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Samsung’s Galaxy S10 Plus has a total of 5 cameras. Here are photos taken with each lens to show you what they do

Antonio Villas-Boas/Business Insider
  • Samsung’s new Galaxy S10 phones have more cameras than the majority of other smartphones out there.
  • The Galaxy S10 Plus, in particular, has a total of five cameras.
  • I’ve taken some photos with each lens to show you what each does, and how the photos look.

Up until about 2016, it was pretty typical for smartphones to have two cameras, including the primary rear camera and a selfie camera.

Fast forward three years later, and you get phones like Samsung’s new Galaxy S10 Plus, which has a grand total of five camera lenses. There are three on the rear, and two on the front. The regular Galaxy S10 also has three cameras on the rear, but “only” a single selfie camera on the front.

I can tell you what each lens does and what their photos look like, but it’s better to show you.

Check out photos from each of the Galaxy S10 Plus’ camera lenses to see what they do:

Let’s start with the main, primary camera that every smartphone has. On the Galaxy S10 and S10 Plus, the camera is 12 megapixels with a field-of-view of 80 degrees.

Let's start with the main, primary camera that every smartphone has. On the Galaxy S10 and S10 Plus, the camera is 12 megapixels with a field-of-view of 80 degrees.

The Galaxy S10 and S10 Plus also have a 2x zoomed lens, which has become pretty common on many Android flagship phones. This zoomed lens is also 12 megapixels and has a 45-degree field-of-view.

The Galaxy S10 and S10 Plus also have a 2x zoomed lens, which has become pretty common on many Android flagship phones. This zoomed lens is also 12 megapixels and has a 45-degree field-of-view.

The third lens on the Galaxy S10 and S10 Plus is a 16-megapixel ultra-wide angle camera with a 123-degree field of view.

The third lens on the Galaxy S10 and S10 Plus is a 16-megapixel ultra-wide angle camera with a 123-degree field of view.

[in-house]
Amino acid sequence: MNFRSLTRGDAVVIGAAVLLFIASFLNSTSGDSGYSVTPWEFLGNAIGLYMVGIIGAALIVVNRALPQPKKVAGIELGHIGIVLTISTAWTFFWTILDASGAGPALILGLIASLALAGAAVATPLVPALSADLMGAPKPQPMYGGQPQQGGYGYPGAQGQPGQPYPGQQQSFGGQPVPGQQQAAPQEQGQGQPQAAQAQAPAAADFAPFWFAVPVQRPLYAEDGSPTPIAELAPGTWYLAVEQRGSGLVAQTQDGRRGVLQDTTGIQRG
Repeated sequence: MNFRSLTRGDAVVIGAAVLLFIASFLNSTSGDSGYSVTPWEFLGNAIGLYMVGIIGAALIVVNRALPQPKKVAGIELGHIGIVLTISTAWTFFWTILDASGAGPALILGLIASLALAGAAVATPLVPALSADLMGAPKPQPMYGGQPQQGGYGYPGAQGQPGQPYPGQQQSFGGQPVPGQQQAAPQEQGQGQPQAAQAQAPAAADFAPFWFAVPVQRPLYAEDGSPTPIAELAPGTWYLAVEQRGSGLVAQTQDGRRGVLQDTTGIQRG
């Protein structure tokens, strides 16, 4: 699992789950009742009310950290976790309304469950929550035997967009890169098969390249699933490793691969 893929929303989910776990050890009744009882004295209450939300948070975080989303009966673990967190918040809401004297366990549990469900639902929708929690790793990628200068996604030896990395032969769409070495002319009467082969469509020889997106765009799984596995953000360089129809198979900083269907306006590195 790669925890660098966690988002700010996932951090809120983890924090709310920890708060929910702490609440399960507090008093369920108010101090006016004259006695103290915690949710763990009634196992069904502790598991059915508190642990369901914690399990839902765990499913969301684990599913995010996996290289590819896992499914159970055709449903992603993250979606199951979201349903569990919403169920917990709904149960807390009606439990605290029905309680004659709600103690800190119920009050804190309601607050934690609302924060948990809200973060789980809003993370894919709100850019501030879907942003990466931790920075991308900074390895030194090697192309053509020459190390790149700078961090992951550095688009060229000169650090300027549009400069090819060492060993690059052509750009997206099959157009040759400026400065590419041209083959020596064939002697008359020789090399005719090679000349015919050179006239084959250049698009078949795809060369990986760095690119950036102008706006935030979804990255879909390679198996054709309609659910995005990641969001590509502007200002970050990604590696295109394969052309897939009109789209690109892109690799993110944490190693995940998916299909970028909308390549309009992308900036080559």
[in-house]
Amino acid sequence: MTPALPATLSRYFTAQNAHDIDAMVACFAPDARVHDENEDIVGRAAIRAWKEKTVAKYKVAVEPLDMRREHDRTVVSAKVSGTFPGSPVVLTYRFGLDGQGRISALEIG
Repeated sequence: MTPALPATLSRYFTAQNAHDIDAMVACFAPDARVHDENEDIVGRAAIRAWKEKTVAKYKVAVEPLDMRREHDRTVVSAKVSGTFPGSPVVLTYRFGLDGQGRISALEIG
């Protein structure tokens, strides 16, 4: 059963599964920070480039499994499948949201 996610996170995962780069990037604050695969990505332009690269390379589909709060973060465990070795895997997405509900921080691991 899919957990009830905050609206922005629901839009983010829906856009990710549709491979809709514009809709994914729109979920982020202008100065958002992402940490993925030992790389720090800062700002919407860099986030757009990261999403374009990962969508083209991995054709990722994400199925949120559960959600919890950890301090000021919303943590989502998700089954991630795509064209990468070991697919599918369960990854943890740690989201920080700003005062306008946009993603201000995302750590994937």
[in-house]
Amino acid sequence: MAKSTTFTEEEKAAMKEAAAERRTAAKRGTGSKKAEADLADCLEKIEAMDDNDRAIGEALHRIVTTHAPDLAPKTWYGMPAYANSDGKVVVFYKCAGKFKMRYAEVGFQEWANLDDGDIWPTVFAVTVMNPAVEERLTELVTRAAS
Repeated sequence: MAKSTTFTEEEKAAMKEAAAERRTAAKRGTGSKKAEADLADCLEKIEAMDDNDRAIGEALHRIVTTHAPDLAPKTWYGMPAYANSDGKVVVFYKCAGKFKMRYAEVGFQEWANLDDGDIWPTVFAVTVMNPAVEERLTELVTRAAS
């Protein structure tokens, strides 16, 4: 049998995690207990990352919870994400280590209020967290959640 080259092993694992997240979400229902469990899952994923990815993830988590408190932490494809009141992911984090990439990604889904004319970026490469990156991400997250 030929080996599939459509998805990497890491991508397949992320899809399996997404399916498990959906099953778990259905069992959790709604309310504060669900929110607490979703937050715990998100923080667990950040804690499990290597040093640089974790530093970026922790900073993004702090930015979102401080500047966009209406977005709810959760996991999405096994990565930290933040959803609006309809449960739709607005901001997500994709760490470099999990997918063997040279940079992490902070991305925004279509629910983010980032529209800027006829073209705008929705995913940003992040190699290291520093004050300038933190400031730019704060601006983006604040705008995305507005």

You get a better sense of your surroundings with the ultra-wide angle lens, but there’s some noticeable fish-eye style distortion going on, where the edges of the photo curve in toward the center of the photo.

Onto the selfie cameras. There’s the main, primary 10-megapixel camera with an 80-degree field-of-view.

Onto the selfie cameras. There's the main, primary 10-megapixel camera with an 80-degree field-of-view.

The S10 Plus’s primary selfie camera can also take slightly wider-angle selfies.

The S10 Plus's primary selfie camera can also take slightly wider-angle selfies.

It’s not the widest angle selfie camera we’ve seen, but it’s better than nothing!

The secondary selfie lens is depth sensing camera that’s purely designed to help in achieving that blurry background ‘bokeh’ effect in portrait mode shots.

The secondary selfie lens is depth sensing camera that's purely designed to help in achieving that blurry background 'bokeh' effect in portrait mode shots.

The portrait mode in this shot, where the background is blurred out against me, is pretty good.

Here’s another setting taken with each lens, starting with the primary rear camera again.

Here's another setting taken with each lens, starting with the primary rear camera again.

Now the 2x zoom lens.

Now the 2x zoom lens.

And now the 123-degree ultra-wide angle lens.

And now the 123-degree ultra-wide angle lens.

Again, you capture more of your surroundings with the ultra-wide angle lens, like the door on the left with the beautiful design. But some things do look warped, like the back of the brown van and the building’s wall on the right.

Here’s the primary selfie camera at work.

Here's the primary selfie camera at work.

And now a selfie with a slightly wider field-of-view from the primary selfie lens.

And now a selfie with a slightly wider field-of-view from the primary selfie lens.

And a portrait mode selfie.

And a portrait mode selfie.

In this selfie, the Galaxy S10 Plus’ secondary depth-sensing camera didn’t work quite as well. The side of the left headphone cup in the selfie, for example, shouldn’t be blurred out.

Via

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